9. To remove the grills on my 2ax's I had good success with the drywall-screw-in-the-badge-hole method (from the guide).
  10. The receiver is a Kenwood KR-5030 that I bought on CL and restored. I can see why you thought the SX-727 - I just looked at some pictures and from a distance they look pretty similar. The KR-5030 has 60 wpc but it feels like much more. I like it enough that when I saw another on CL for cheap I bought it, so now I have two. The TT is a Dual 1228 that I got at an estate sale, in great condition, for $35. I don't think I've heard EPIs. Are those from the same era? I recently fixed up a pair KLH model 20s and I'm comparing those to the ARs.
  11. Well, I finally got a chance to work on these AR-4x's (it's been a busy spring at work). Restored pots, recapped, sealed woofer surrounds, and cleaned up the cabs. They sounded great when I got them, they sound even better now, and the cabs look very nice. I have them next to my AR-2ax's. I don't really listen to the two pairs together. I find that I like to listen to the AR-2ax's when I want to listen to louder music and I'm not going to disturb the neighbors or my girlfriend if she's gone to bed. When I need to have the volume lower the 4x's deliver a rich sound, at a lower power level. The 4x's have less bass than the 2ax's of course, but they have a lot for their size. i have learned they're famous for that.
  12. Or cut a large hole in the back, as dxho suggested.
  13. Thank you for the links. These two threads really make it clear how to replace the crossover in these. Thanks for the suggestion about the resistors too. Now I just have to decide on a strategy for resealing the woofers. Based on what you are all saying, and what I've read in other threads, it sounds like the odds are very good that they will benefit from a resealing. My takeaway is that the original sealant degrades and just doesn't last 55 years. It also sounds like no one has attempted to reseal the woofers from the back through the small hole, so that may be impossible. Since the grills are in excellent condition, my initial impulse was not to touch them, for the sake of preservation and authenticity. On the other hand, having them sound as good as they are capable of sounding may be the higher priority (they are speakers after all, so that is their ultimate reason for existing). So maybe I will cut them out to reseal the woofers. I got sealant from Roy C for this pair of AR-4x's I'm finishing up, and it should be plenty for the KHL's. If I can't find replacement model 6 grills right away, maybe I'll make something out of the Wichelt linen ( which is such a close match to the original AR cloth!) and then keep looking for model 6 grills. The serial numbers on these are 64,996 and 65,531.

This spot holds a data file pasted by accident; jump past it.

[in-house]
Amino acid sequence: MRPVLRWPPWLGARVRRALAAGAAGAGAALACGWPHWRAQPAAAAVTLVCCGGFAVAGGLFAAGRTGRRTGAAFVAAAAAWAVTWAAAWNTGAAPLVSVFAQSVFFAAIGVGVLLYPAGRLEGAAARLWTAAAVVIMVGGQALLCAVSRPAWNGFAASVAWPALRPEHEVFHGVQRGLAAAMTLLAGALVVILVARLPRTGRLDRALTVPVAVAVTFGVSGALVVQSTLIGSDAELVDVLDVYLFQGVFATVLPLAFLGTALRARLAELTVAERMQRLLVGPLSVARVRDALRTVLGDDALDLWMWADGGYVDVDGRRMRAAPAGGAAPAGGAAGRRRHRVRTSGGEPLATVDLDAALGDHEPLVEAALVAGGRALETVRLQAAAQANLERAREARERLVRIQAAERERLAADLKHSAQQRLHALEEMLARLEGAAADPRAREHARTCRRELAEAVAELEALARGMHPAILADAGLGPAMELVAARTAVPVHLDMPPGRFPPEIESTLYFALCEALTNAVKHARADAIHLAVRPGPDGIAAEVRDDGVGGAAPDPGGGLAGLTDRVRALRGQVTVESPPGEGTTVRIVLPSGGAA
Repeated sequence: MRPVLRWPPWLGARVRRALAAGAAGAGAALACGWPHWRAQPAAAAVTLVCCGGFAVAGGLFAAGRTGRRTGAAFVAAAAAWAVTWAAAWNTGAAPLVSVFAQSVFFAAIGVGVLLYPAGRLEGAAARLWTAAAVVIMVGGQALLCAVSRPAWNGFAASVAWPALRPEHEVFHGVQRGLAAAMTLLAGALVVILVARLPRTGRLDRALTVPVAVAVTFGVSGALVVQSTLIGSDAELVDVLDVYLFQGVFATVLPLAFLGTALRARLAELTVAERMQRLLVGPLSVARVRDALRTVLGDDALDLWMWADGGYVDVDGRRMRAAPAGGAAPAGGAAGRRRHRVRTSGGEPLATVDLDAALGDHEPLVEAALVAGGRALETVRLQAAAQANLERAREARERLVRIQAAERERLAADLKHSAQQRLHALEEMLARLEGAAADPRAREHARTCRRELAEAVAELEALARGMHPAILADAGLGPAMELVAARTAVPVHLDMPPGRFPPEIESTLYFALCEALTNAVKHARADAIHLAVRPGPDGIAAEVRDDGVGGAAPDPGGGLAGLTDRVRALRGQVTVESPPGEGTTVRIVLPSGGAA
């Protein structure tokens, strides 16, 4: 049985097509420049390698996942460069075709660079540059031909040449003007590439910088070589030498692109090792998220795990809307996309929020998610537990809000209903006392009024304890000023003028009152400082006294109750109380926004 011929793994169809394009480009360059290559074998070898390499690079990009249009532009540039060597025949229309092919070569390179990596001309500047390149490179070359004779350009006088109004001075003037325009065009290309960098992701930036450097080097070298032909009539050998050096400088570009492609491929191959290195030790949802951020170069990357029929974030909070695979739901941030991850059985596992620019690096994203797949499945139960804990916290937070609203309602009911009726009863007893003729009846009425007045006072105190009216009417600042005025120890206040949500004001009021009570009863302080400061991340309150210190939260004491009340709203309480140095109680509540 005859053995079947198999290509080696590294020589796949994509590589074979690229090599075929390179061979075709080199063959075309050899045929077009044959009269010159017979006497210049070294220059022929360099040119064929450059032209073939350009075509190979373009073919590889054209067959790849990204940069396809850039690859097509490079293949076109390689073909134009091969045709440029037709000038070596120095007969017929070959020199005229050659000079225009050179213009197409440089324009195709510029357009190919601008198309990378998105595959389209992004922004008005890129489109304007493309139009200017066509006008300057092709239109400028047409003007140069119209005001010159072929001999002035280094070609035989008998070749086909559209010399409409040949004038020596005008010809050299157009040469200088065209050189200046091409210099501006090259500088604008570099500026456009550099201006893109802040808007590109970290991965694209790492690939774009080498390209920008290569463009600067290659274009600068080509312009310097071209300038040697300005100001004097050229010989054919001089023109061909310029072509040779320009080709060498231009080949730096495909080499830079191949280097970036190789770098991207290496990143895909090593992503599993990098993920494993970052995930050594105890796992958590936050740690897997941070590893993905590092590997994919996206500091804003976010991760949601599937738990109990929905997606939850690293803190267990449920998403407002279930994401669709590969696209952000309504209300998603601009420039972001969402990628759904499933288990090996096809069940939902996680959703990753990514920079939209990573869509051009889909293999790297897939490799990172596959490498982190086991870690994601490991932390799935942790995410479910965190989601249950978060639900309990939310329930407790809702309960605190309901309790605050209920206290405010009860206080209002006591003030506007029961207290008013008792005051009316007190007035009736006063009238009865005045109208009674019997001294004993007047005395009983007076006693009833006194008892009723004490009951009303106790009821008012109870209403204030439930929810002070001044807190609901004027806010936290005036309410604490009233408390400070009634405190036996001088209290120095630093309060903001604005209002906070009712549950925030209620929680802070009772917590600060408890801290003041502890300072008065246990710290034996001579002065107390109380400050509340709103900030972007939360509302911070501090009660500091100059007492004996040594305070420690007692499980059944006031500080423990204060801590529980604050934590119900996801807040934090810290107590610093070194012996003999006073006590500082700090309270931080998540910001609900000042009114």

14. Hi everyone, I just bought a pair of early model sixes this morning from a retired audio guy on CL. I've read a lot about these speakers in the last week. I had a lengthy discussion with the seller and I read up on the challenges of working on the early sealed versions before taking the plunge. I'm still fairly new at this hobby, but I like challenges and problem solving. The high range is not really present in the sound, and the seller and I both bet that a recap is needed to get the tweeters working. The bass sounds good, and the cabs are in great shape. My plan is to go in through the back plate, which seems to be the preferred method. I am wondering: 1) For initial diagnostic purposes, what would be the best way to test the tweeters, to determine if a recap is going to work, or if the tweeters themselves are bad? 2) Is there a detailed write up of this job, with pictures? Are all the capacitors near the switch and the back plate, or is there one buried further inside? I imagine reaching in with my arm and grabbing it, but how the heck would you actually replace it? 3) Is it possible they would benefit from resealing the woofer surround, and if so what's the best way to determine that - by listening? If they would benefit from that is it even possible to do it? I understand that the grills don't come off - in fact I read somewhere that there really is no grill, the speaker cloth is just wrapped around the baffle board, and epoxied, so the only way to access the drivers from the front involves destroying the cloth. Can you reseal woofer surrounds from the back? Thanks, Rob
  15. Good luck! Very exciting.